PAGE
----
In his nineteenth year, in 1880, the future school principal passed the first examination in Arts of the Calcutta University - a significant achievement in an eventful life. This qualified him for appointment as headmaster of the Lower School of Trinity College, Kandy. But the youthful LEB was still not sure of his vocation in life. He resigned from the post of headmaster to become a law student. His heart was not in it, and he was more interested in literature and in cultivating a talent for writing verse. Perhaps he felt that two lawyers in the family were about enough. He may also have been inspired by the example of his grandparents, John Henry Blaze' and Margareta Caroline de Joodt, to choose the career for which his gifts and temperament suited him best.
It was in December, 1882 that LEB successfully completed his Bachelor's degree studies - a much coveted and very useful academic attainment at the time. He subsequently taught for several months at Bishop's College, Calcutta, and then for eighteen months at St. James' School in the same city, where he was again a teacher for five months in 1890. During this period the young schoolmaster watched with interest the growth of the movement for constitutional reform in India. We are informed that he appreciated the role of the Indian patriots in the reform movement. At the same time we see, not surprisingly in one living during the heyday of British imperialism, evidence of his loyalty to the British Throne (something for which he was rewarded by the British government as we shall see later on) in certain verses he wrote on Royal occasions.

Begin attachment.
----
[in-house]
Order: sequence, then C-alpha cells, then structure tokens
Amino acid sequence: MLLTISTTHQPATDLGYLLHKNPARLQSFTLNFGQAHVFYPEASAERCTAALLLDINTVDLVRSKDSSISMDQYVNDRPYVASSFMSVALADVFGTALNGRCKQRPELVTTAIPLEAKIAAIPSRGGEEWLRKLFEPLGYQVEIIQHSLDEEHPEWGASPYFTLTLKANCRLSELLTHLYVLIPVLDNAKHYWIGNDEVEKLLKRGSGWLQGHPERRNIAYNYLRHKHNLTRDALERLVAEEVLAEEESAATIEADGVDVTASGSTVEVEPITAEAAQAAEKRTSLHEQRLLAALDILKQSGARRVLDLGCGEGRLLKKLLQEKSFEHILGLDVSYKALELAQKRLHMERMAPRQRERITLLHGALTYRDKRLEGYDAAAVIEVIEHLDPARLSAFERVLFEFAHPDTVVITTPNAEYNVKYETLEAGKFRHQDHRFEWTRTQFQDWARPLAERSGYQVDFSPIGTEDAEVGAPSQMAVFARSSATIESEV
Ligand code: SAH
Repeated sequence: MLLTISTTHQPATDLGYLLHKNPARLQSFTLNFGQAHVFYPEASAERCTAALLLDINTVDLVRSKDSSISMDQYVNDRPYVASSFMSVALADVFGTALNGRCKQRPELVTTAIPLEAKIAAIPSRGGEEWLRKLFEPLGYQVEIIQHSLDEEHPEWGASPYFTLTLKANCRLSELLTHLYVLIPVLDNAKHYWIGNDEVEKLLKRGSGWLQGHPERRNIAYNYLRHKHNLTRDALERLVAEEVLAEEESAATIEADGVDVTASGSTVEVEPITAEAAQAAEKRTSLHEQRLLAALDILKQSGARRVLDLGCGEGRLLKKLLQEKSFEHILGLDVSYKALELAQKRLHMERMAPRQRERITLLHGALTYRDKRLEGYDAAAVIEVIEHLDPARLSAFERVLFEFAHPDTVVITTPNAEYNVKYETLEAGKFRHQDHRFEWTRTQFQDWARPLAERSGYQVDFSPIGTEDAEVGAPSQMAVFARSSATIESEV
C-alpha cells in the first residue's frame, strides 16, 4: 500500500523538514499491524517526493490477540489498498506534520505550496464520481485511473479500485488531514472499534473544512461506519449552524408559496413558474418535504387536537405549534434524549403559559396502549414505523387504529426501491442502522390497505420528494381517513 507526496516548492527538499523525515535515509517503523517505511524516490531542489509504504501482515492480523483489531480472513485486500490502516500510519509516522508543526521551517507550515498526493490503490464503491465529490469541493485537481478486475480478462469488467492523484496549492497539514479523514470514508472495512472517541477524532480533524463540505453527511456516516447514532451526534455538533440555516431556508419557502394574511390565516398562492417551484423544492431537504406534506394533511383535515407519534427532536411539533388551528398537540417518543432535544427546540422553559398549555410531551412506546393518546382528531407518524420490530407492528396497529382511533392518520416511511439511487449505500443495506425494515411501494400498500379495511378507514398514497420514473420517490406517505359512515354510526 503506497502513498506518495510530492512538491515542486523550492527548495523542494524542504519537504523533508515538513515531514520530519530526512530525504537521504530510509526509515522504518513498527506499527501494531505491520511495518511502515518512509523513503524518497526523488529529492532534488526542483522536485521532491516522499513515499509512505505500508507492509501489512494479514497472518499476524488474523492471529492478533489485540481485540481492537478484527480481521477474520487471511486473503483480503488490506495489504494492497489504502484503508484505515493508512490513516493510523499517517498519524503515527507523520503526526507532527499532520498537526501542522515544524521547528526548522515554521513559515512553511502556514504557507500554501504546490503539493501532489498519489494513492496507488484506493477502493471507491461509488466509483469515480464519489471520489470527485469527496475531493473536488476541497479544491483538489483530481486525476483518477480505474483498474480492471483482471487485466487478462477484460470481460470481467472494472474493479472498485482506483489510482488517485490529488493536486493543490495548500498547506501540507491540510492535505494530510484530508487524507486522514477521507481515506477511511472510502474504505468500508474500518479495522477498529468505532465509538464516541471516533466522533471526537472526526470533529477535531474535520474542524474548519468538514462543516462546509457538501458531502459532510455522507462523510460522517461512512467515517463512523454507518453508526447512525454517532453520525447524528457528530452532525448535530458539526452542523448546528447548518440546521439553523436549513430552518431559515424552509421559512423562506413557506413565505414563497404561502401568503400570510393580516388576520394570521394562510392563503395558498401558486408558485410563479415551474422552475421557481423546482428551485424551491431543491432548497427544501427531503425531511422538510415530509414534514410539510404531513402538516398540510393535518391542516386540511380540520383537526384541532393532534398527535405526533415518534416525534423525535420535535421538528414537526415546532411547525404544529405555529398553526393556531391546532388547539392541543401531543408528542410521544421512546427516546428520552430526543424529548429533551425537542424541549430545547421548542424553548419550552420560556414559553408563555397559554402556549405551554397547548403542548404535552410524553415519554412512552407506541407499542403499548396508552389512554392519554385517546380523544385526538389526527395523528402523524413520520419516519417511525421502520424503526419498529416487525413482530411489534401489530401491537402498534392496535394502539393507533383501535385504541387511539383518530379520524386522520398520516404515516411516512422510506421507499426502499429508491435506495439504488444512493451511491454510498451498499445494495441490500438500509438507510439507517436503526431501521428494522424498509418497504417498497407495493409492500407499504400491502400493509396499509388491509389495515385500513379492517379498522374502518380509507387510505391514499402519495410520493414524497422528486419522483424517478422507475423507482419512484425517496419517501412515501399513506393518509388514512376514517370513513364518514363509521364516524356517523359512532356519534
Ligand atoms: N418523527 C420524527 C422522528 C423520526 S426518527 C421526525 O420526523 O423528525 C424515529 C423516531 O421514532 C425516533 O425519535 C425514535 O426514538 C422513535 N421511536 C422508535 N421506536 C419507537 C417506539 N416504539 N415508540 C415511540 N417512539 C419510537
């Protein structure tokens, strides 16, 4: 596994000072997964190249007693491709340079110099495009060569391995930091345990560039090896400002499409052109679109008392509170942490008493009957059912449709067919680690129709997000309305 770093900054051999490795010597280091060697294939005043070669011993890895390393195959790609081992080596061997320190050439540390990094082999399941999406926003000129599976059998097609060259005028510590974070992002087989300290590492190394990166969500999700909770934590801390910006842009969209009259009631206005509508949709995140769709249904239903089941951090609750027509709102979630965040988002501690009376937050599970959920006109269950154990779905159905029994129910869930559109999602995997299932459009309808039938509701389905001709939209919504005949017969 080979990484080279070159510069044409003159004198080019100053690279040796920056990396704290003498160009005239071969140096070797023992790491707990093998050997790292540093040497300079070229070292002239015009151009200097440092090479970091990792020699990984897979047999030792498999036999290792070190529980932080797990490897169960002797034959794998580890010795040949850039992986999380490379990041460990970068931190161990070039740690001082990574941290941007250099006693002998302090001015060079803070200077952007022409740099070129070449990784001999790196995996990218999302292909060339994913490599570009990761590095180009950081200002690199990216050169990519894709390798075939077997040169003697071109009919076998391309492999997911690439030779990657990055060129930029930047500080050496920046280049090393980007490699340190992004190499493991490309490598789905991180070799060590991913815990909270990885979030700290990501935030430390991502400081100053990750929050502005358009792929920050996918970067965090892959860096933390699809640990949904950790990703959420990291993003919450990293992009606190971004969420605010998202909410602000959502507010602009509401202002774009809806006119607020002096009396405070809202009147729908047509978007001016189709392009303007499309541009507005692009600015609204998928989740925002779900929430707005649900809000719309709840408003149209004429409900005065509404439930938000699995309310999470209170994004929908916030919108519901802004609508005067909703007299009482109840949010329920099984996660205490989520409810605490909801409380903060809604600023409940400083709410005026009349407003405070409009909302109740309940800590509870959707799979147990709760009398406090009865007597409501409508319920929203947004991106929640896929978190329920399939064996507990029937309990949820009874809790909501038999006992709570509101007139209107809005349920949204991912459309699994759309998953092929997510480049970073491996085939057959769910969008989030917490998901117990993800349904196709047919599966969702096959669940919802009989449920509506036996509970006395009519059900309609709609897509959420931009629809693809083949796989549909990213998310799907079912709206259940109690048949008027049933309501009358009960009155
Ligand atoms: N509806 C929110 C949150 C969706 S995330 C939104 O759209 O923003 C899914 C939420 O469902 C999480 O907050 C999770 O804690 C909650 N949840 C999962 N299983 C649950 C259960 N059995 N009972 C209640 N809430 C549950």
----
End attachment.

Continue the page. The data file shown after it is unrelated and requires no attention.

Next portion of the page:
This avoidance of extremes was characteristic of Blaze' and is a quality that he sought to impart to those who went through the portals of the school he was to found in later years.
From October 1885, to July 1890, Blaze' was Second Master (acting twice as headmaster) in the Boys' School at Lahore. All the schools he taught at were under High Anglican management. He was a Methodist; but this was not counted against him. In later years he acknowledged his deep debt to Anglican writings and friends. Sectarian barriers like race and creed, meant nothing to him.